"There are five ways America will begin to lead again when I'm president," Obama said. The first way was by "building the first truly 21st century military ... and showing wisdom in how we deploy it." Such a military would "stay on the offense, from Djibouti to Kandahar." "No president should ever hesitate to use force -- unilaterally if necessary -- to protect ourselves and our vital interests ..." Obama said. "But when we use force in situations other than self-defense, we should make every effort to garner the clear support and participation of others -- the kind of burden-sharing and support President George H.W. Bush mustered before he launched Operation Desert Storm." He may have been making a point about diplomacy, but Obama's invocation of the 1991 Gulf War -- which leveled Iraq's civilian infrastructure and began the road to the occupation -- suggests that it's OK to destroy a country so long as you can cajole some other nations into supporting it.
In another speech -- titled "A War We Need to Win" -- Obama did speak out forcibly against torture and promised to close Guantanamo. But he also spoke of the "need to integrate all aspects of American might, calling for "a broader set of capabilities, as outlined in the Army and Marine Corps's new counter-insurgency manual" -- the one written by Gen. Petraeus. "To succeed, we must improve our civilian capacity. The finest military in the world," he said, nevertheless "cannot counter insurgent and terrorist threats without civilian counterparts who can carry out economic and political reconstruction missions -- sometimes in dangerous places." Obama pledged to "strengthen these civilian capacities, recruiting our best and brightest" and "increase both the numbers and capabilities of our diplomats, development experts, and other civilians who can work alongside our military."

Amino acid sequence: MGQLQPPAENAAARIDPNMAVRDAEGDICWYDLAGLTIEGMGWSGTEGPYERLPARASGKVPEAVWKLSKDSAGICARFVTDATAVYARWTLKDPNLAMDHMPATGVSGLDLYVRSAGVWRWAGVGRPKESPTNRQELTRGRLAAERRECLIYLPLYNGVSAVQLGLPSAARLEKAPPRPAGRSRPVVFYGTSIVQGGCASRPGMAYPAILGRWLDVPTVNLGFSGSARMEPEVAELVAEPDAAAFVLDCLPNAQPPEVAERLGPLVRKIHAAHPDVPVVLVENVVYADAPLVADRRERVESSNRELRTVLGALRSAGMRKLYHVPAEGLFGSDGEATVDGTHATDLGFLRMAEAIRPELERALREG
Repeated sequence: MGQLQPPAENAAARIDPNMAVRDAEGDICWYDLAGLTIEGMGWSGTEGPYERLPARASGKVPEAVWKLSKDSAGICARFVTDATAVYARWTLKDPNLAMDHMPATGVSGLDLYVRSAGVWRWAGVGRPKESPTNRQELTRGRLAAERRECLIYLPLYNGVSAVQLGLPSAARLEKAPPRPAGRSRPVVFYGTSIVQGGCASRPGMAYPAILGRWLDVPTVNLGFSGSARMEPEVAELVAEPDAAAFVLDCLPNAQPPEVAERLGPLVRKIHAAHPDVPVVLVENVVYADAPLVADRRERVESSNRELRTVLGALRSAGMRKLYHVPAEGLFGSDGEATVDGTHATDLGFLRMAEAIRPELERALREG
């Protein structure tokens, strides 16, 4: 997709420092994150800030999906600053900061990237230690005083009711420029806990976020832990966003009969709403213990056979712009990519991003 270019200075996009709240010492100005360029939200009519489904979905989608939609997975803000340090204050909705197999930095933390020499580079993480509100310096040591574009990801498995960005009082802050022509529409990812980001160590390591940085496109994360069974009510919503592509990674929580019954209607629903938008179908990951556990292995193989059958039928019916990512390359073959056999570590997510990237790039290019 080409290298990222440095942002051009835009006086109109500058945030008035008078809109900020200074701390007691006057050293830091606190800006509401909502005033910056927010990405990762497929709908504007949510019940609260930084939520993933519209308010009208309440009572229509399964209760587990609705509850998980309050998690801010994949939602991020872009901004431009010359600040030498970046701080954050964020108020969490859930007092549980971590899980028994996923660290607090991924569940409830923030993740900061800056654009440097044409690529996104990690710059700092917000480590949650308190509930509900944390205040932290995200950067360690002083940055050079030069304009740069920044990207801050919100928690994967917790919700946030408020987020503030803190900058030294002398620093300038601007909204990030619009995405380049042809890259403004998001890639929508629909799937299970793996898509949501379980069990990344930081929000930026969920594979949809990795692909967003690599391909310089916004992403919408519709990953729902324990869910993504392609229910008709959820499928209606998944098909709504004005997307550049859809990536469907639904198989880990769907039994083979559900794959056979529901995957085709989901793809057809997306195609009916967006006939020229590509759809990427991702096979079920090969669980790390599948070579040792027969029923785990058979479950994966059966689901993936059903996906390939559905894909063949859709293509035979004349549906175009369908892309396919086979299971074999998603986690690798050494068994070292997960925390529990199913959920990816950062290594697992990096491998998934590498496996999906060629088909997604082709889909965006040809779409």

Sounds a lot like those military contractors who have been in the news since Blackwater's killing of 17 Iraqi civilians in Baghdad's Nisour Square last September. To his credit, Obama was one of the few senators willing to address the issue before the massacre, but, as his speech suggests, his legislation sought to integrate mercenary forces into the war machine, rather than shut them down. It is an approach that has actually been endorsed by Blackwater and other mercenary firms.
The domestic war on terror
On the home front, one disquieting glimpse of what Obama's smarter, more sophisticated version of the War on Terror might look like is his position on the Violent Radicalization and Homegrown Terrorism Prevention Act. Referred to by some as a "thought crimes" law, the bill passed the House by a vote of 400 to six last October. As Scott Thill wrote for AlterNet recently, the law: